Differences in plasma BCAAs and AAAs and microbiota composition between early and advanced PD patients
As plasma BCAAs and AAAs were correlated with H&Y stage and the gut microbiota, and the gut microbiota was also associated with H&Y stage21, we hypothesized that microbiota composition may become altered during the shift from early to advanced PD, leading to the exacerbated dysregulation of plasma amino acids. We thus further explored the potential influence of the gut microbiota on plasma BCAAs and AAAs in early and advanced PD according to H&Y stage.
As expected, plasma BCAAs and AAAs were significantly lower in patients with advanced PD (Table 2). To explore whether decreased plasma BCAAs and AAAs were associated with alterations of microbiota composition, we compared the gut microbial richness and composition, including alpha-diversity and beta-diversity between early and advanced PD patients. Among the commonly used alpha-diversity indices, abundance-based coverage estimator (ACE) (P = 0.522), Chao1 (P = 0.522), and Shannon (P = 0.083) were not significantly different, except for Simpson (P = 0.048). Differences were found in beta-diversity based on the Bray–Curtis (R2 = 0.0175, P = 0.004) and Jaccard (R2 = 0.0153, P = 0.043) metrics (Fig. 2a). Furthermore, a total of 18 microbial taxa at all levels with different abundances were identified in early and advanced PD patients according to LEfSe analysis (Supplementary Fig. 2). Since levodopa can greatly influence bacterial composition22,23,24, we further evaluated the alteration in the abundance of microbial taxa between early and advanced PD patients adjusting for levodopa usage and other confounding factors, and a total of 11 microbial taxa were finally identified (Fig. 2b, Supplementary Table 4).
We then investigated the relationships of BCAAs and AAAs with the 11 microbial taxa in patients with early and advanced PD, respectively. A total of 5 microbial taxa were associated with BCAAs and/or AAAs (P < 0.05, Supplementary Table 5). After correction of multiple-hypothesis testing, phylum Desulfobacterota, class Desulfovibrionia, order Desulfovibrionales, and family Desulfovibrionaceae, which were more abundant in the early stage of PD compared with the advanced stage, showed significantly positive association with Phe (FDR-P < 0.05, Supplementary Table 5), and these associations remained significant adjusting for confounding factors (Supplementary Table 6).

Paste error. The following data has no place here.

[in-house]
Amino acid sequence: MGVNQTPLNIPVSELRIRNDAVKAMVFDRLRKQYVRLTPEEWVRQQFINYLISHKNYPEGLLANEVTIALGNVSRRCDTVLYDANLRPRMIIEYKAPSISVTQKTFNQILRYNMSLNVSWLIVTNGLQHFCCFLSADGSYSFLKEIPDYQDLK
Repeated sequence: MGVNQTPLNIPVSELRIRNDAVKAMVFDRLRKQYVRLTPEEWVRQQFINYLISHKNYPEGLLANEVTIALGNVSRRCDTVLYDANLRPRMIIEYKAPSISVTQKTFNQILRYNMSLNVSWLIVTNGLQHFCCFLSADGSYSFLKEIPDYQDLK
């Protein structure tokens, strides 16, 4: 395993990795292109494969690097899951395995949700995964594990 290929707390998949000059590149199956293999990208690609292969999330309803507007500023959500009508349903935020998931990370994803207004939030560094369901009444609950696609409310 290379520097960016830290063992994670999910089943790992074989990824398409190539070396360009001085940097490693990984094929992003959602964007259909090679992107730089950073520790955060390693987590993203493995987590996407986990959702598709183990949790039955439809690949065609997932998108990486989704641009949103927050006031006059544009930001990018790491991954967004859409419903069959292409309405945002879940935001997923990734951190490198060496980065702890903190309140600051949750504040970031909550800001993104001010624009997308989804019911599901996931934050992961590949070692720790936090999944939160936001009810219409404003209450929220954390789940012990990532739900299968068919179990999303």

Differences in microbiota functional profiling between early and advanced PD patients
To further investigate the potential mechanistic links between the gut microbiota and plasma amino acids, predictive functional analysis was performed. We employed Phylogenetic Investigation of Communities by Reconstruction of Unobserved States 2 (PICRUSt2), a computational tool that allows the use of 16S rRNA amplicon data to predict genes, to calculate their abundances, assign them to metabolic pathways using the MetaCyc database, and test the differences between early and advanced PD patients. We identified 106 microbial MetaCyc metabolic pathways that had different abundances of predicted genes between early and advanced PD patients, among which 23 pathways were associated with amino acid metabolism (P < 0.05, Supplementary Table 7). After correction of multiple-hypothesis testing, there were 25 metabolic pathways that had significantly different abundances of predicted genes between early and advanced PD patients, among which 9 pathways were associated with amino acid metabolism (FDR-P < 0.05, Fig. 3a, Supplementary Table 7). Notably, four pathways involved in BCAA biosynthesis had fewer numbers of predicted genes in patients with advanced PD compared with patients in the early stage. To verify the alteration of BCAA biosynthesis pathways identified in the predictive functional analysis, we quantified the fecal abundances of critical genes (ilvB, ilvC, ilvD, ilvE, and ilvN)25,26,27,28 responsible for BCAA biosynthesis. The abundances of ilvB, ilvC, ilvD, and ilvN were decreased in patients with advanced PD (Fig. 3b). Additionally, we measured BCAA concentrations in fecal samples from 86 PD patients (42 early stage vs. 44 advanced stage). As expected, the fecal concentrations of BCAAs were significantly lower in advanced PD patients (Supplementary Fig. 3).